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What Death Knows of Loneliness

By Lisa Lerma Weber



Death stands in the doorway of an old woman's hospital room. It's 3:00 a.m. and the hallway is dim and empty. Tired voices echo from the nurse's station. Death turns as he recognizes one of the voices. It's the middle-aged nurse with the wild red hair and aching back he saw smoking a cigarette near the parking lot earlier that evening. He was savoring his own cigarette at the time, blowing smoke at the scrawny black cat that appeared from behind a trash can and rubbed against his leg. The nurse was joined by one of the hospital security guards and they commiserated about unruly teenage children. The nurse was struggling as a single mother to a rebellious son. If only she knew she didn't have much time left with him.


The old woman coughs and Death turns back towards the room. The full moon bathes the room in a soft light. How Death loves the moon. The way she calls to poets and psychopaths alike. The way she disappears without anyone accusing her of abandonment. The darkness her absence brings.


Death whispers and the voices down the hall are suddenly quieted. The machines fall silent as well. The moon retreats behind some clouds.


Everyone thinks Death knows nothing of loneliness. But they are wrong. Death knows much of loneliness. Death knows the old woman lived the last ten years without the husband she loved for more than four decades. He knows the emptiness that settled inside her the day her husband died. He knows the black holes that formed inside her soul after she lost one child to war and the other to indifference. He knows no one ever came to visit her.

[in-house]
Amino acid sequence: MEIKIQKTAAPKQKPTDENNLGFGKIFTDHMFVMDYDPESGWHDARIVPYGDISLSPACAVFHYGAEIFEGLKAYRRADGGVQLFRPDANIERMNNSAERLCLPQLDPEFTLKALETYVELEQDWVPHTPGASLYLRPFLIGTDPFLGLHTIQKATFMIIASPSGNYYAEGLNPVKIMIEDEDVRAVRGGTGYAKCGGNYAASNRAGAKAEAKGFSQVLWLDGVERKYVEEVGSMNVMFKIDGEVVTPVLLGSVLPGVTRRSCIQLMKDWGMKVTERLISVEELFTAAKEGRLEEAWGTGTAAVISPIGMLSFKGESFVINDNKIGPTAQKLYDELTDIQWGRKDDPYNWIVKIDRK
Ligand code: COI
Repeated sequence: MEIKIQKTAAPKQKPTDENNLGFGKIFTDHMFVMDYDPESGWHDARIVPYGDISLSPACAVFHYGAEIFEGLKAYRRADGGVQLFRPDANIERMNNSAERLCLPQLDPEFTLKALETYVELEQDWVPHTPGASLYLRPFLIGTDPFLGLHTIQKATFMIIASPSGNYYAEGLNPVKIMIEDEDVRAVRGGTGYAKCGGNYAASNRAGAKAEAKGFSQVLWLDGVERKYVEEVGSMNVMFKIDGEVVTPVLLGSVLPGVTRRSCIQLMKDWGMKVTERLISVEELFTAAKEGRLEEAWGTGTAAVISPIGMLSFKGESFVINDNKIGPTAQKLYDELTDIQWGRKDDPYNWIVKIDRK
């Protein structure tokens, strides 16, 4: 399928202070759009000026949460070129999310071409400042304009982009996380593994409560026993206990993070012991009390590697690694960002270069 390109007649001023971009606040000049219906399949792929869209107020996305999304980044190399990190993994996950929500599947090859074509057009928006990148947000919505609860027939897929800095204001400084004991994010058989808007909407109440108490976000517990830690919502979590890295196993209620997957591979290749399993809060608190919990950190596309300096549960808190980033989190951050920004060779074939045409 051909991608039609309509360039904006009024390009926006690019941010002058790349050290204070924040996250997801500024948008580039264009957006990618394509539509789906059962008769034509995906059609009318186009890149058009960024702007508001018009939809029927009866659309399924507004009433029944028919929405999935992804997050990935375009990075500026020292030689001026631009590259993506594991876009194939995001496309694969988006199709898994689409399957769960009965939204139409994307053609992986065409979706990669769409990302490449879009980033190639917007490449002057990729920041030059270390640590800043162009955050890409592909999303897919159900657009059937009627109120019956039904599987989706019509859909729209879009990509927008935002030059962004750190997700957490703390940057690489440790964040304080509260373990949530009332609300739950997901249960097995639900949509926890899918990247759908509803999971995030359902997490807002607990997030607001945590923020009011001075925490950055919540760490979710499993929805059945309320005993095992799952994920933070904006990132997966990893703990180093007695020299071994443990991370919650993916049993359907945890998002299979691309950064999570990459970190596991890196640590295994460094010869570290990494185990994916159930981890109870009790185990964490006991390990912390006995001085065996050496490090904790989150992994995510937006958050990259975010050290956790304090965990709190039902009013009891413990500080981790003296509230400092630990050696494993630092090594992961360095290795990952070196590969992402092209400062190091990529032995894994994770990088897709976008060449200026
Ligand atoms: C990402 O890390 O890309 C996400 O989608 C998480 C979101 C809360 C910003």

Death stands next to the bed, caresses the old woman's head, and whispers. The woman opens her eyes. She looks at Death for a few moments, then lets out a hacking cough.


"It's about time," the woman said. "I've been waiting forever."


Death holds out his hand. The woman rises from the bed, takes a long, deep breath, then places her hand in his. They walk out of the room, hand in hand.



 


Lisa Lerma Weber lives in San Diego, CA with her husband, son, and dog. Her words have recently appeared in Voidspace and Roi Faineant, with work forthcoming in Bulb Culture Collective and Bullshit Lit. She is the Misfit Micros editor for Versification. Follow her and her morbid fascinations and sad stories on X or Blue Sky @LisaLermaWeber

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